Loss of the Golden Gate by Fire. On the 27th July 1862 15 Miles from Manzanillo.

Lithograph, 1862.
Image 4 5/8" x 7 1/16" (11.6 x 17.9 cm).
Fair to good condition some damp staining and overall toning of the paper. several vertical creases seen on the verso but not seen of the face.
LOCATION: New York City

Inventory Number: 97685
Price: $750.00
Publisher : Published by A. Rosenfield. San Francisco.
Sketched by an eye witness. Published by A. Rosenfield.

A rare small separately issued brodside by one of San Francisco's earliest publishers.

Steam Ship Golden Gate (1851–1862): Built and launched for the Pacific Mail Steamship Company on January 21, 1851, she entered the San Francisco to Panama City service in November 1851. She stayed in this service until she was beached and was burned at sea near Manzanillo, Mexico on July 27, 1862 with the loss of 223 lives.

Anthony Rosenfeld 1827-1895. California “Forty-Niner”. Not much was known about his life until recent scholarship by Dennis Kruska in James Mason Hutchings of Yosemite (Book Club of California, 2009, pp. 53-65). Rosenfeld travelled to California in search of gold during the gold rush. Unfortunately he was not all that successful and soon partnered with James M. Hutchings, also a miner, who early in his California experience realized it might be more profitable as a publisher, making prints and letter sheets. The two men met when Hutchings advertised in the San Francisco Alta California newspaper for a business partner in 1856. Hutchings and Rosenfeld specialized in larger images of California (notably Yosemite and a large five panel view of San Francisco), and their activities included a bookstore to sell letter sheets, bill heads, prints and related goods. Hutchings & Rosenfeld dissolved their partnership in 1861. He continued to publish other California material, engaged in various financial ventures, and later went back to the east coast.

A description of the disaster:
Capt. Hudson's Statement to the Agents of the Pacific Mail Steamship Company. From the San Francisco Daily Alta California, Aug. 7.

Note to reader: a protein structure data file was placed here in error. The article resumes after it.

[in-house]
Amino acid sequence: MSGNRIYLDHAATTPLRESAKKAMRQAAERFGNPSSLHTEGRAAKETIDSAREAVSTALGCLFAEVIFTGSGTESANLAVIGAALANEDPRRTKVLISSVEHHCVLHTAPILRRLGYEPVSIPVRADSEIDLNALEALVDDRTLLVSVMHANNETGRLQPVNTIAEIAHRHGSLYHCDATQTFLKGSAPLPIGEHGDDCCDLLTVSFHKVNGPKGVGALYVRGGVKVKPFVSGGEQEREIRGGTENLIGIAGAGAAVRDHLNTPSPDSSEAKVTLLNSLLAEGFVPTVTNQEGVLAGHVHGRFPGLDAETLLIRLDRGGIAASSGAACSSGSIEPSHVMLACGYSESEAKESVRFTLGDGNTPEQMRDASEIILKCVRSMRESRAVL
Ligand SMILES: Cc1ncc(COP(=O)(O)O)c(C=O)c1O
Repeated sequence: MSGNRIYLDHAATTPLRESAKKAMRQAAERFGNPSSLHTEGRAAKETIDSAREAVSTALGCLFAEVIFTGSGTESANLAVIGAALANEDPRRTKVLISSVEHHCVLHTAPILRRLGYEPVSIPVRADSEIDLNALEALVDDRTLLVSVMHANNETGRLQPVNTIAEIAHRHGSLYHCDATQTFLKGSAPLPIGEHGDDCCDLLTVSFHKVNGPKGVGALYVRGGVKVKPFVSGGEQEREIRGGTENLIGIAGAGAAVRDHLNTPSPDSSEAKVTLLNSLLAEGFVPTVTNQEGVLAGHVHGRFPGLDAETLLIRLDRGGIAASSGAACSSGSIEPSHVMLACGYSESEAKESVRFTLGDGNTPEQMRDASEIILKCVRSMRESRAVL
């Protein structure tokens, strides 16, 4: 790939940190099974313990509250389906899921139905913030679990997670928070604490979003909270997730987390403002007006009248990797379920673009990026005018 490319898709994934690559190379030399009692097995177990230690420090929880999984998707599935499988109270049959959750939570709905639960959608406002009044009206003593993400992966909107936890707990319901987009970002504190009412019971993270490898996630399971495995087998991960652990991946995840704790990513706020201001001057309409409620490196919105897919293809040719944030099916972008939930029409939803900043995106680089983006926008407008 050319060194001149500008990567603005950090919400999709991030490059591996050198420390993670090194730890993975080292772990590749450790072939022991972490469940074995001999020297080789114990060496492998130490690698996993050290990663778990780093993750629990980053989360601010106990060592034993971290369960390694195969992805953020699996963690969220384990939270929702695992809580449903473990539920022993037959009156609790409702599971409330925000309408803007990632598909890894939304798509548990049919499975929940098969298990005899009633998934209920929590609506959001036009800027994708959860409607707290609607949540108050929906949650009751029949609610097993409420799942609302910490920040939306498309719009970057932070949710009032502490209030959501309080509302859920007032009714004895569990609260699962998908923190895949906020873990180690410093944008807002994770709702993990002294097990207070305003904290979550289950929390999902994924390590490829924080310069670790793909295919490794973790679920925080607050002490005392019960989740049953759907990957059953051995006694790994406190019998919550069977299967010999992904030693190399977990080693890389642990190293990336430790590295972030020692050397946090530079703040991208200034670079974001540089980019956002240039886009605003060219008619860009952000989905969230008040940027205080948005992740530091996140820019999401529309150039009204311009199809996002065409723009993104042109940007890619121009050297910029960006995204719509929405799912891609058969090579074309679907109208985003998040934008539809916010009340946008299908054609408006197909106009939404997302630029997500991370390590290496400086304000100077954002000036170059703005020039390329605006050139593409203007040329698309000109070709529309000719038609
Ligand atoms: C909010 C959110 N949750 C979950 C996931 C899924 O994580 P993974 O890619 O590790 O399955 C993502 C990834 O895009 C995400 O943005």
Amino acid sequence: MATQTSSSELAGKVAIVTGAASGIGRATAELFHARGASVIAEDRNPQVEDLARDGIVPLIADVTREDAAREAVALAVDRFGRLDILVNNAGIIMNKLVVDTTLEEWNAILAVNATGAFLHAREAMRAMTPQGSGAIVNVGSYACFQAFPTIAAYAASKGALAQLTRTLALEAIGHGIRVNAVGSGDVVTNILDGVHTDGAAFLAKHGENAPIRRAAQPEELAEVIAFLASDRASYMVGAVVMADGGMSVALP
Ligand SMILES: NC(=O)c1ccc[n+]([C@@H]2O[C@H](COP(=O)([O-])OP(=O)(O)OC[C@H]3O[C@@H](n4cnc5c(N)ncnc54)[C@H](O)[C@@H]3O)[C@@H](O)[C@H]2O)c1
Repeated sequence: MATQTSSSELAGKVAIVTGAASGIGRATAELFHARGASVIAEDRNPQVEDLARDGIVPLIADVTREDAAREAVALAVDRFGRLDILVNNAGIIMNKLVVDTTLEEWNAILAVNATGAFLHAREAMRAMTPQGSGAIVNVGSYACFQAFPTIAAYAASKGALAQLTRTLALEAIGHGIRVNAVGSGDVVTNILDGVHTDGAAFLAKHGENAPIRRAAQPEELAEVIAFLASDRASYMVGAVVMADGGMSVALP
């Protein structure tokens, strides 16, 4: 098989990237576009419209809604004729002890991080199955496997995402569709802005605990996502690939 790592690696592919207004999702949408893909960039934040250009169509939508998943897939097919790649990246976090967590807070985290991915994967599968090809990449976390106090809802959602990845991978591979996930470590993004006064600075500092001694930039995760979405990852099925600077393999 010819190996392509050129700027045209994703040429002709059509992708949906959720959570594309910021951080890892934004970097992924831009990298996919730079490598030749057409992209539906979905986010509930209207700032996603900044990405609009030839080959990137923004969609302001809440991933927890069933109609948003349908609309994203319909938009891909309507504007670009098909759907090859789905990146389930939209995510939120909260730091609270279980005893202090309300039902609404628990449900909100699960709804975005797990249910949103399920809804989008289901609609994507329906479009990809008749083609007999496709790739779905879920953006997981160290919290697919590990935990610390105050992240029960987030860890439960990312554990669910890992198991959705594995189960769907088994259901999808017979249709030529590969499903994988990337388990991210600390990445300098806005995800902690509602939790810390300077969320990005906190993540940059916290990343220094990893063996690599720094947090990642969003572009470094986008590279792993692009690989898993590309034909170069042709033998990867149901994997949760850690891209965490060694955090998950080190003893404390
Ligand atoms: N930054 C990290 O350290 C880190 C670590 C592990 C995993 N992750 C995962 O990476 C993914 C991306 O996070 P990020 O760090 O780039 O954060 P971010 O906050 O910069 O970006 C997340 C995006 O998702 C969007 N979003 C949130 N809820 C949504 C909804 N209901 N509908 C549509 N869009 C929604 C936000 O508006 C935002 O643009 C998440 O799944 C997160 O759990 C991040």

MANZANILLA, Wednesday, July 30, 1862.

GENTLEMEN: I have to report to you the total loss of the Golden Gate, by fire, which occurred on the afternoon of the 27th inst., fifteen miles to the westward of Mazanilla. At 5 o'clock in the afternoon, when at dinner, the ship was reported to be on fire. I immediately arose from the table, requesting the passengers to remain quiet, and proceeded to the spar deck, when I found a dense volume of smoke coming up from the engine-room hatchway. All the fire hose of the ship were immediately put in requisition and worked with all possible energy.

The ship was now about three or four miles from the land. I saw at a glance the impossibility of subduing the flames, and immediately put the helm up to run the ship ashore. Men, women and children were now ordered forward, and probably one hundred had reached the forecastle, when the flames spread with such rapidity as to cut off all communication with the after part of the ship. I ordered Mr. WADDELL, the Chief Engineer, to keep the engine moving as long as possible. All regular communication with the engine-room was cut off in a few minutes by the flames. Several of the firemen and engineers were still below. The feed valves of the boilers and furnace doors were opened wide, and all precautions used to prevent explosion.

So rapid was the spread of the flames, however, that the engineers and their men barely escaped with their lives, by forcing a passage through the after freight-room bulkhead. At 5 1/2 o'clock we grounded, about 300 yards from the beach, where there was a heavy surf breaking. Before reaching the shore, the after boats were lowered away and filled with passengers, under charge of my chief officer, Mr. NOLAN, who remained by the ship, rendering all possible aid in saving life. In the meantime, life-preservers, spars, and everything of a buoyant nature, were furnished to the passengers -- thrown overboard after she struck.

The flames spread with such rapidity that the hurricane deck, from the formast aft, fell with a tremendous crash before reaching the shore, and soon afterward the foremast went by the board. The heat had now become so intense as to compel all who remained to leave the burning wreck, by lowering themselves in the water with lines furnished for that purpose; and many had thrown themselves into the water from various parts of the ship. After all had left, Capt. PEARSON and myself dropped from the bowsprit, and succeeded, with great difficulty, in reaching the beach. I found about eighty had reached the shore with life.

All that remained visible of the ship at 8 P.M. was her engines, boilers and wheel frames…
18th-19th Century Subjects , Marine , Steam